Managing A Small Law Firm or Solo Practice: Five Steps to Get Started and Find Success
Sarah Mills | September 17, 2019
Do you want financial stability and flexible hours as an attorney? Do you hate the idea of big firm life? Starting a solo practice - and eventually growing into a small law firm - may be a sustainable option for you. With these five essential steps, you’ll be on your way to owning and managing your own small law firm.
1. Figure Out the Foundation. To run a solo practice - and eventually grow into a small firm - you need to know a lot more than the law. You need to know the business. Before you get started, ask yourself a few questions: Do you want to run a partnership? A solo law firm? A limited liability? Do you want to have a general practice that handles various kinds of law, or are you going to specialize? Do you want to be a low volume boutique firm, or will you handle a high volume of lower impact cases? Once you’ve determined the answers to these questions, consult with an accountant or transactional business attorney to start getting set up.
2. Hire Great People. The other people you work with can make or break your law firm, so choose wisely. Ask yourself the following questions: Do you want an associate who you can train, or do you have a colleague who would want to join forces as a partner? Both of these choices can create liabilities. An associate will require more work, but a partner will have their own opinions about how to run things. Will you have a support staff? What positions will you be hiring - secretary, bookkeeper, paralegal? What kind of oversight will you provide? Do you want them to send “to-do/done” emails at the end of each day, or will you have a more hands-off approach?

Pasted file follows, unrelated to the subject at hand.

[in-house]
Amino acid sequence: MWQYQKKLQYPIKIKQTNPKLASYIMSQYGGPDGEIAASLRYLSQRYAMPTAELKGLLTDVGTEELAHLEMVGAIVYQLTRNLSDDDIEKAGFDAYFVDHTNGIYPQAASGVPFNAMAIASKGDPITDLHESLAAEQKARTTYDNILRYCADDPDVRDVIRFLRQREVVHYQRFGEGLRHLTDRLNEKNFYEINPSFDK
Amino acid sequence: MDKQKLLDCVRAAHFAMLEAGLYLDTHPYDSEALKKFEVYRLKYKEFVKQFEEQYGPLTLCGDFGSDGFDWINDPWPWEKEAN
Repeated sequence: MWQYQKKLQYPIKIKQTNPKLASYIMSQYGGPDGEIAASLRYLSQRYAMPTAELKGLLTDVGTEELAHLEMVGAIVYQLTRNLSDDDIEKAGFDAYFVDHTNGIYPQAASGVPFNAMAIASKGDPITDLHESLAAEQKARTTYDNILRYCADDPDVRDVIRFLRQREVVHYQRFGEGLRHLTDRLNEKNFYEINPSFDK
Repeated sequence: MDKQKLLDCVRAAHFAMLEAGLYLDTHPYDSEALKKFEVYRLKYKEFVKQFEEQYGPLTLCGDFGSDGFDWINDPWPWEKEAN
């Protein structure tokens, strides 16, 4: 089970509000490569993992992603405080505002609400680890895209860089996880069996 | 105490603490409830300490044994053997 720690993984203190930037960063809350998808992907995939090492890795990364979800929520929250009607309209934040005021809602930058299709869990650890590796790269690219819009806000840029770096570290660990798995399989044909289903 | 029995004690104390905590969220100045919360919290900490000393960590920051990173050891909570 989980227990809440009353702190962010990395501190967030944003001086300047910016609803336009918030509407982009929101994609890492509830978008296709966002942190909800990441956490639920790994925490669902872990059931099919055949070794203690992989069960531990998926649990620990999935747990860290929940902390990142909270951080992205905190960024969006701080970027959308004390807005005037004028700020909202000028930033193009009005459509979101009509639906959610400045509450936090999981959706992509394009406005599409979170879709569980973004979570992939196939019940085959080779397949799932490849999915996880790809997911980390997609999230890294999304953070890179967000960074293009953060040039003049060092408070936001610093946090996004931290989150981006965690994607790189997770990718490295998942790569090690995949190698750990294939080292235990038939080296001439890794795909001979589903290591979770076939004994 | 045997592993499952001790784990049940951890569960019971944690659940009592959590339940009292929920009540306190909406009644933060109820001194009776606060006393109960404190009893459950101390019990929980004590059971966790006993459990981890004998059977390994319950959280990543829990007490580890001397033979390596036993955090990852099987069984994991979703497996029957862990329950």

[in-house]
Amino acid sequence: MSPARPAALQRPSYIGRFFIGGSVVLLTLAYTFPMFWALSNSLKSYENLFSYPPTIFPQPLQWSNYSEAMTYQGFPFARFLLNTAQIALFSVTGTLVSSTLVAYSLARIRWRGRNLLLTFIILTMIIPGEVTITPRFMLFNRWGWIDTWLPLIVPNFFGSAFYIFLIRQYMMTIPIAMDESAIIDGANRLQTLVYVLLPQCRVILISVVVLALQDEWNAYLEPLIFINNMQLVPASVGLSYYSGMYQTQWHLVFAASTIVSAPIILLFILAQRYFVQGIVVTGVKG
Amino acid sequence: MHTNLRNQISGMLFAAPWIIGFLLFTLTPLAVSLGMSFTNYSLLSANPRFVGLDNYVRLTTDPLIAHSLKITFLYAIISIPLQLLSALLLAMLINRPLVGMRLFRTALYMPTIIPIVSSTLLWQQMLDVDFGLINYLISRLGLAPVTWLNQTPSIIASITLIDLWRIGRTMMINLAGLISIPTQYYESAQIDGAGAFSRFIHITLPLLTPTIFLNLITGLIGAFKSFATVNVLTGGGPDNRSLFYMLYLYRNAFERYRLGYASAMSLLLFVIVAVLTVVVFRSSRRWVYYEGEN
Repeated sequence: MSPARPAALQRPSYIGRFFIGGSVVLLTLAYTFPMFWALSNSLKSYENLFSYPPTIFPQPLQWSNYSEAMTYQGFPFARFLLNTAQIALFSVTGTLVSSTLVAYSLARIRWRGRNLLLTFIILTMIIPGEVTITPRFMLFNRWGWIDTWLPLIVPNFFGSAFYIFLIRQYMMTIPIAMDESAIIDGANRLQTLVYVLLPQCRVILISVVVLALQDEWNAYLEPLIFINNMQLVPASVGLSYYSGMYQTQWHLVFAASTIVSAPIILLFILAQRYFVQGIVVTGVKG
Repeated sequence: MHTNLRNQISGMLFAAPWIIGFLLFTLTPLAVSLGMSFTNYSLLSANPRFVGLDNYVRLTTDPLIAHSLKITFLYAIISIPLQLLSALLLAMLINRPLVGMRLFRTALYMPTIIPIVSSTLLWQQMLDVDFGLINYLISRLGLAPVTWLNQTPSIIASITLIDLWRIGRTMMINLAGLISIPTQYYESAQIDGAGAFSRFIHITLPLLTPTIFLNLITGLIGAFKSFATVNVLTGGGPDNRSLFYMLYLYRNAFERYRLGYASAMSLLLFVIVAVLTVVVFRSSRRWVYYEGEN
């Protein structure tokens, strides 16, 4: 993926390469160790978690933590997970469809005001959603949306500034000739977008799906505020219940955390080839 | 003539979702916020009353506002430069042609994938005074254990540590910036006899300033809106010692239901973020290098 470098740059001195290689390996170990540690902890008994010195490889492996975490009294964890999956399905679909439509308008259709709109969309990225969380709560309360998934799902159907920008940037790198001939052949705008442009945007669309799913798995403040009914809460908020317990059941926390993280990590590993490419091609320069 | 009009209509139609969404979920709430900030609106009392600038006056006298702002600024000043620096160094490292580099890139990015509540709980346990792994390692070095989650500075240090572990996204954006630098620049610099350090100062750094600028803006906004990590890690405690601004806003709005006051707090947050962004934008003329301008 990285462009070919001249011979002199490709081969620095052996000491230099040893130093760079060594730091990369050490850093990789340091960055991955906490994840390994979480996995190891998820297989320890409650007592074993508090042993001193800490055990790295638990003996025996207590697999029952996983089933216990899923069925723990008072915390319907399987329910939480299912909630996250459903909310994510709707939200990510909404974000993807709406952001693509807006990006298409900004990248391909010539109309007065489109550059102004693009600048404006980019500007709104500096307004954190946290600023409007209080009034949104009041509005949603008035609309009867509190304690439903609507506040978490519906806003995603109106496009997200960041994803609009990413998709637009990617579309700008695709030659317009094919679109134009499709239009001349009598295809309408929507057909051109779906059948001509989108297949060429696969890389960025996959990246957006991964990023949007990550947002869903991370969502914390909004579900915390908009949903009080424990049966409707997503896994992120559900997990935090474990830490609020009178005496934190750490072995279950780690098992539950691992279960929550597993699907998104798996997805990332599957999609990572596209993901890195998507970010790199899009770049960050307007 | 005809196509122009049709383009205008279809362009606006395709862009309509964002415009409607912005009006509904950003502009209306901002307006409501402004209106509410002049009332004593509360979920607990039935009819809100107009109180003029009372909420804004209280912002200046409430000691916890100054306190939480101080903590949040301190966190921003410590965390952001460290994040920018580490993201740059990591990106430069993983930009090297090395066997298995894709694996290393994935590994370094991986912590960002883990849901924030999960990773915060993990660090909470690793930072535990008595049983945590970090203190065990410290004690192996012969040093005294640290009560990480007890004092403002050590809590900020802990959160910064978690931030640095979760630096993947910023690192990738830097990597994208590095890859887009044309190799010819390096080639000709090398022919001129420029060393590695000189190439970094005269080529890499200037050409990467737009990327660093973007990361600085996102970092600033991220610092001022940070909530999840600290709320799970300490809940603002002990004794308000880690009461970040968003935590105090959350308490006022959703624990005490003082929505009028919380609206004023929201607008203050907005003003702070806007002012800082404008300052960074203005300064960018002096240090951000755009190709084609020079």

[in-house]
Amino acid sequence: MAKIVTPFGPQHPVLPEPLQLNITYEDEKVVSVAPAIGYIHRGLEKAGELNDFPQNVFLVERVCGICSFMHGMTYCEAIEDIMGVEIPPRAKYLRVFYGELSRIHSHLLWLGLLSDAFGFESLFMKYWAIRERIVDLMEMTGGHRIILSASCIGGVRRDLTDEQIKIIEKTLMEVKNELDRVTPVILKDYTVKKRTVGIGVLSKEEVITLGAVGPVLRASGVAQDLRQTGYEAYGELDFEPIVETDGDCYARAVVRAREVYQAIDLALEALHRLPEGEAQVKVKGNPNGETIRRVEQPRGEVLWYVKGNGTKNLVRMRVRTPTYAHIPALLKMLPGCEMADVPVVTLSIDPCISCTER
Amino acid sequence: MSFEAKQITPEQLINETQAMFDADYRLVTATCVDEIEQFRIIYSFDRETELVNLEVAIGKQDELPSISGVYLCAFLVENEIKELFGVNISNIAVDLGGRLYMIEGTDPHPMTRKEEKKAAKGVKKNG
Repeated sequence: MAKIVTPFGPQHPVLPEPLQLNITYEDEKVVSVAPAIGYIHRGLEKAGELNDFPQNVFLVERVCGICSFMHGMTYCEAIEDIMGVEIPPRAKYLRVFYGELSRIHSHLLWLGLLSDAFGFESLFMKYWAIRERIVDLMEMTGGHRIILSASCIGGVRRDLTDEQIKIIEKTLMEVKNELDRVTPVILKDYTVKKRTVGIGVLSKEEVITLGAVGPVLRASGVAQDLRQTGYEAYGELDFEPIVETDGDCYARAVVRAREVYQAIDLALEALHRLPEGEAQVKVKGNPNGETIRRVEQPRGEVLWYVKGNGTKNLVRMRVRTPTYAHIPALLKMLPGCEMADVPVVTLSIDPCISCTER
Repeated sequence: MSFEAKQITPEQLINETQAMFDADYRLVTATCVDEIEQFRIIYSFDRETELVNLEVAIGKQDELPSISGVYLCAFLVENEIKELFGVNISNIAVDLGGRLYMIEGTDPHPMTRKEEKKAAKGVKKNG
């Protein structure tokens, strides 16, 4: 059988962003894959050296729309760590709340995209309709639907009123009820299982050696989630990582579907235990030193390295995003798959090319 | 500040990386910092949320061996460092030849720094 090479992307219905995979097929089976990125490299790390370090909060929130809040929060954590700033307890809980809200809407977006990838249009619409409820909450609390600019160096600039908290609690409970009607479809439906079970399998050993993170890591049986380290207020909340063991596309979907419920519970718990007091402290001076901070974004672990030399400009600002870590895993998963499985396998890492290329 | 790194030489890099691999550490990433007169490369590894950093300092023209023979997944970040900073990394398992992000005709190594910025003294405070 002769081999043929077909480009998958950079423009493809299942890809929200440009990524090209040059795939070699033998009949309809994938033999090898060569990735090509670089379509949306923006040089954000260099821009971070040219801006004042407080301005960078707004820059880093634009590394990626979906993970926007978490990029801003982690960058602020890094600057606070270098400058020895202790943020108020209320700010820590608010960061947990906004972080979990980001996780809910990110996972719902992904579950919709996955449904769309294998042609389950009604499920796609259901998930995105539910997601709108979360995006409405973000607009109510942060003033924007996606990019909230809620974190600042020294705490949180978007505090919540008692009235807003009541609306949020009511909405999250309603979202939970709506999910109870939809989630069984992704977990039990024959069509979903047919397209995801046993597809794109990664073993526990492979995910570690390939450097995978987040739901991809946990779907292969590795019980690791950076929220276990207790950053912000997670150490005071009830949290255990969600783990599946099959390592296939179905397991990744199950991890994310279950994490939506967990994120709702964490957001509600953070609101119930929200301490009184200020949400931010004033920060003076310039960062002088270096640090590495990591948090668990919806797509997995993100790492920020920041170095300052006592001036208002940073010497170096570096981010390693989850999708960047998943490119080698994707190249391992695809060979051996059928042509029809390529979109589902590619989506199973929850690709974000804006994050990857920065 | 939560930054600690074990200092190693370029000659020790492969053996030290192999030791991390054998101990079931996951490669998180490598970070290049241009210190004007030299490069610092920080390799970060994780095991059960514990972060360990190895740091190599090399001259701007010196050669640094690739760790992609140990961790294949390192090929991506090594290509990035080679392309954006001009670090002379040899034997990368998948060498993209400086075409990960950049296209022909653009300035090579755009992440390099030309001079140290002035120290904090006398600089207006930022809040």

3. Manage Your Time. You need to make sure you are using your time productively, and to set up your employees for success as well. Set aside time to plan for the future - this will keep you from needing to manage predictable crises down the road. Keep a task list on hand for when you have downtime. Make sure the right people are doing non-legal tasks - as a lawyer, your day should not be filled with non-billable time.
4. Manage Your Cases. Case management is crucial, and clients don’t like to see their lawyers change from week to week. If you have brought on additional attorneys, create a plan for assigning cases. This may be based on practice area, or on a rotation for new clients. Additionally, identify what kind of tasks your support staff will handle.
5. Address Mistakes Promptly. Everyone makes mistakes. The most important thing is your response. Whether it’s something you did, or one of your support staff, act quickly to identify what happened, address the issue, and plan to avoid the same problem in the future.
Managing a business is never easy, and a law firm has particular liabilities and challenges, but also significant rewards. As you get started, remember to set objectives for your employees and yourself, prioritize time management, and cultivate a productive work environment. With enough planning, you will be on your way to success.
Sarah graduated from Simon's Rock College in 2005 with a BA in Linguistics, then worked in events production for several years before she graduated from New York Law School in 2012. Before joining Lawline, she worked in litigation management as a legal auditor. She loves working as a program attorney as it combines her legal knowledge and production background. She has two kids, two cats, and loves public transit and rainy days.